Texting and Driving

The more things change, the more they stay the same. According to a report at carinsurance.com, Department of Transportation chief Ray LaHood isn't the first person to take on distracted driving.

In 1930, George A. Packer, then the Massachusetts registrar of motor vehicles, wanted the state to ban "newfangled" radios that were beginning to come with the cars. Radios, Packer argued, were dangerous because of the distractions they caused. Motorists would have to take their hands off the wheel to adjust the volume or search for a new station. Soft music at night might lull drivers to sleep. Louder music might even distract drivers in other vehicles.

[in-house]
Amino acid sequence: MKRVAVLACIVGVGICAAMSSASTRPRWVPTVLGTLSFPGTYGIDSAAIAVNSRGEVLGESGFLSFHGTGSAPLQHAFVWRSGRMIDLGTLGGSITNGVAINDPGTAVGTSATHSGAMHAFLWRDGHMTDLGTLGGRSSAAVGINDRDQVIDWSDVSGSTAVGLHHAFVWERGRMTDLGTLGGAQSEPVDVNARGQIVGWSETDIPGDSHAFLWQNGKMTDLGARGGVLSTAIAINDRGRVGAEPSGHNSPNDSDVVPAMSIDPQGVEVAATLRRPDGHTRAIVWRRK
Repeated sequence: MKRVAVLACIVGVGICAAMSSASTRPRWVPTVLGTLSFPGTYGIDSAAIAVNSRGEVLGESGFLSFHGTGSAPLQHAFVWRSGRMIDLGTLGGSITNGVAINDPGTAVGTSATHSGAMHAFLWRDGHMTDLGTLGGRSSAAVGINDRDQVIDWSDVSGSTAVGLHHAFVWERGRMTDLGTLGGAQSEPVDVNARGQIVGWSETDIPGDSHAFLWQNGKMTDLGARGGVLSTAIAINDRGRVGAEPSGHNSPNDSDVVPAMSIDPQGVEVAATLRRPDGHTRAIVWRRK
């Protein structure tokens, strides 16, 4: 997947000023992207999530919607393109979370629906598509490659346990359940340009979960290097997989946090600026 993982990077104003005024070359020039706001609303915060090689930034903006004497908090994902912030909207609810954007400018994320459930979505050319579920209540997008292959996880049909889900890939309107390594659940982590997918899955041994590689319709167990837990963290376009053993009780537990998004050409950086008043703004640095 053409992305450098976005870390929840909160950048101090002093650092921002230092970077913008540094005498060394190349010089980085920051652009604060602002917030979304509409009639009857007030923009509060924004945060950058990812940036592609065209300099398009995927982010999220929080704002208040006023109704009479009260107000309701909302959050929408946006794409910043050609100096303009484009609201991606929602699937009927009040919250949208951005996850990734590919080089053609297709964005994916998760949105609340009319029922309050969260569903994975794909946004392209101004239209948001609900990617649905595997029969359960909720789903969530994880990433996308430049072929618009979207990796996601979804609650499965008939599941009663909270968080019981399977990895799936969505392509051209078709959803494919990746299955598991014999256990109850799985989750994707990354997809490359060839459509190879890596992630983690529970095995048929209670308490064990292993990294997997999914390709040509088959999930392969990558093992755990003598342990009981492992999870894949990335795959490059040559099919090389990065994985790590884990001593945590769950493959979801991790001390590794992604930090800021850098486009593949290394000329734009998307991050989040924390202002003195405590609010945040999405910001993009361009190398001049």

Massachusetts even held a hearing on the dangers of the radio in motor cars, but, ultimately, Packer's efforts failed.

LaHood has fared better with his campaign against texting and general distracted driving, carinsurance.com points out. So far, 39 states have banned texting while driving and 10 states have banned operating a handheld phone behind the wheel. More bans are likely. And that may not be a good thing.